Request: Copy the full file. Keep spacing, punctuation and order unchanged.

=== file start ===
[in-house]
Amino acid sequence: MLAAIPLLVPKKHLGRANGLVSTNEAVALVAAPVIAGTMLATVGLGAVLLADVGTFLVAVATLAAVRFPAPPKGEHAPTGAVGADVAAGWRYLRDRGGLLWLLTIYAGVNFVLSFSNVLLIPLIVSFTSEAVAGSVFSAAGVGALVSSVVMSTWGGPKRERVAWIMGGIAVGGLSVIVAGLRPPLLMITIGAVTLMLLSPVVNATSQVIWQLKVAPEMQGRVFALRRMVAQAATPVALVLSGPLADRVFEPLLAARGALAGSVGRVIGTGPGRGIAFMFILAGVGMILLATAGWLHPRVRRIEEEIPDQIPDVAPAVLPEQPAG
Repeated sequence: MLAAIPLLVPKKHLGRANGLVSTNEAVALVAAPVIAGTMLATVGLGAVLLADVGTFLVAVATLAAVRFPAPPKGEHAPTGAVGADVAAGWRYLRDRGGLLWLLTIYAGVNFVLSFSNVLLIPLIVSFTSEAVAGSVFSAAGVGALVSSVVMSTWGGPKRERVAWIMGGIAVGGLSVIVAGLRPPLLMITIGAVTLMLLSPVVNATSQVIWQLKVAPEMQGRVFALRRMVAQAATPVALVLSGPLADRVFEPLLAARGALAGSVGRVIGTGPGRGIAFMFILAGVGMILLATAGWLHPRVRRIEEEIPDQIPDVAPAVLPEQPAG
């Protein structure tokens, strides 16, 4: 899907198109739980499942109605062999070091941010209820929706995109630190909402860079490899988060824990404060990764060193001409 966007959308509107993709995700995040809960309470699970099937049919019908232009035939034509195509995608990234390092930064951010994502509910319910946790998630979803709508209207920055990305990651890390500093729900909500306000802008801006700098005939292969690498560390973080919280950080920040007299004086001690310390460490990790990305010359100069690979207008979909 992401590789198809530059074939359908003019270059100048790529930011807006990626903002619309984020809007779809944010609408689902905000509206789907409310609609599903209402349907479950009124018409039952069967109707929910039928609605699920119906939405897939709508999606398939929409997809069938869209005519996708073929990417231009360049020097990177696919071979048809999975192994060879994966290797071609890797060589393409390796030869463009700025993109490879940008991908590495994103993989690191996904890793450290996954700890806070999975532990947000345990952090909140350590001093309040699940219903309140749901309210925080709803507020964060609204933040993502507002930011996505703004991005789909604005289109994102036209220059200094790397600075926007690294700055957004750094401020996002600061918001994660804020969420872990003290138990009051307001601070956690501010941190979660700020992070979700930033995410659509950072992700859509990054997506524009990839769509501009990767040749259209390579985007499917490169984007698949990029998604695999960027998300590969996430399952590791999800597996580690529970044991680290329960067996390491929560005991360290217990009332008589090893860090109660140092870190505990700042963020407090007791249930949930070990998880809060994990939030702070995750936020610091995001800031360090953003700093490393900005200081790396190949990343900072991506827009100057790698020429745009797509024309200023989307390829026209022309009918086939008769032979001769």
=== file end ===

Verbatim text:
[in-house]
Amino acid sequence: MLAAIPLLVPKKHLGRANGLVSTNEAVALVAAPVIAGTMLATVGLGAVLLADVGTFLVAVATLAAVRFPAPPKGEHAPTGAVGADVAAGWRYLRDRGGLLWLLTIYAGVNFVLSFSNVLLIPLIVSFTSEAVAGSVFSAAGVGALVSSVVMSTWGGPKRERVAWIMGGIAVGGLSVIVAGLRPPLLMITIGAVTLMLLSPVVNATSQVIWQLKVAPEMQGRVFALRRMVAQAATPVALVLSGPLADRVFEPLLAARGALAGSVGRVIGTGPGRGIAFMFILAGVGMILLATAGWLHPRVRRIEEEIPDQIPDVAPAVLPEQPAG
Repeated sequence: MLAAIPLLVPKKHLGRANGLVSTNEAVALVAAPVIAGTMLATVGLGAVLLADVGTFLVAVATLAAVRFPAPPKGEHAPTGAVGADVAAGWRYLRDRGGLLWLLTIYAGVNFVLSFSNVLLIPLIVSFTSEAVAGSVFSAAGVGALVSSVVMSTWGGPKRERVAWIMGGIAVGGLSVIVAGLRPPLLMITIGAVTLMLLSPVVNATSQVIWQLKVAPEMQGRVFALRRMVAQAATPVALVLSGPLADRVFEPLLAARGALAGSVGRVIGTGPGRGIAFMFILAGVGMILLATAGWLHPRVRRIEEEIPDQIPDVAPAVLPEQPAG
């Protein structure tokens, strides 16, 4: 899907198109739980499942109605062999070091941010209820929706995109630190909402860079490899988060824990404060990764060193001409 966007959308509107993709995700995040809960309470699970099937049919019908232009035939034509195509995608990234390092930064951010994502509910319910946790998630979803709508209207920055990305990651890390500093729900909500306000802008801006700098005939292969690498560390973080919280950080920040007299004086001690310390460490990790990305010359100069690979207008979909 992401590789198809530059074939359908003019270059100048790529930011807006990626903002619309984020809007779809944010609408689902905000509206789907409310609609599903209402349907479950009124018409039952069967109707929910039928609605699920119906939405897939709508999606398939929409997809069938869209005519996708073929990417231009360049020097990177696919071979048809999975192994060879994966290797071609890797060589393409390796030869463009700025993109490879940008991908590495994103993989690191996904890793450290996954700890806070999975532990947000345990952090909140350590001093309040699940219903309140749901309210925080709803507020964060609204933040993502507002930011996505703004991005789909604005289109994102036209220059200094790397600075926007690294700055957004750094401020996002600061918001994660804020969420872990003290138990009051307001601070956690501010941190979660700020992070979700930033995410659509950072992700859509990054997506524009990839769509501009990767040749259209390579985007499917490169984007698949990029998604695999960027998300590969996430399952590791999800597996580690529970044991680290329960067996390491929560005991360290217990009332008589090893860090109660140092870190505990700042963020407090007791249930949930070990998880809060994990939030702070995750936020610091995001800031360090953003700093490393900005200081790396190949990343900072991506827009100057790698020429745009797509024309200023989307390829026209022309009918086939008769032979001769």